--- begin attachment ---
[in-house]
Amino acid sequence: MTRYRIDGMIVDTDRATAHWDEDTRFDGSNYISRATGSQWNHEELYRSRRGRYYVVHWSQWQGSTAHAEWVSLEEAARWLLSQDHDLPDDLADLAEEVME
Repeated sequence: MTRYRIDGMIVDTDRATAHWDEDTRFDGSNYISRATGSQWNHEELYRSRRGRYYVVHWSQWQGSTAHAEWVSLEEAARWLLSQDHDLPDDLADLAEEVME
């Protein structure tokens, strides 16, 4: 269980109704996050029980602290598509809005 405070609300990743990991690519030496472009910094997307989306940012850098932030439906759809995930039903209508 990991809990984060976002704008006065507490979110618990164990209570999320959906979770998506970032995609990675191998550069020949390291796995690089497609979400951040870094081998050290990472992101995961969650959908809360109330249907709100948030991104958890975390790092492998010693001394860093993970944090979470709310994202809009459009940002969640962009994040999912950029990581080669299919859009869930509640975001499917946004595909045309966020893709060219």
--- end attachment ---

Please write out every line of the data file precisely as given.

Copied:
[in-house]
Amino acid sequence: MTRYRIDGMIVDTDRATAHWDEDTRFDGSNYISRATGSQWNHEELYRSRRGRYYVVHWSQWQGSTAHAEWVSLEEAARWLLSQDHDLPDDLADLAEEVME
Repeated sequence: MTRYRIDGMIVDTDRATAHWDEDTRFDGSNYISRATGSQWNHEELYRSRRGRYYVVHWSQWQGSTAHAEWVSLEEAARWLLSQDHDLPDDLADLAEEVME
């Protein structure tokens, strides 16, 4: 269980109704996050029980602290598509809005 405070609300990743990991690519030496472009910094997307989306940012850098932030439906759809995930039903209508 990991809990984060976002704008006065507490979110618990164990209570999320959906979770998506970032995609990675191998550069020949390291796995690089497609979400951040870094081998050290990472992101995961969650959908809360109330249907709100948030991104958890975390790092492998010693001394860093993970944090979470709310994202809009459009940002969640962009994040999912950029990581080669299919859009869930509640975001499917946004595909045309966020893709060219």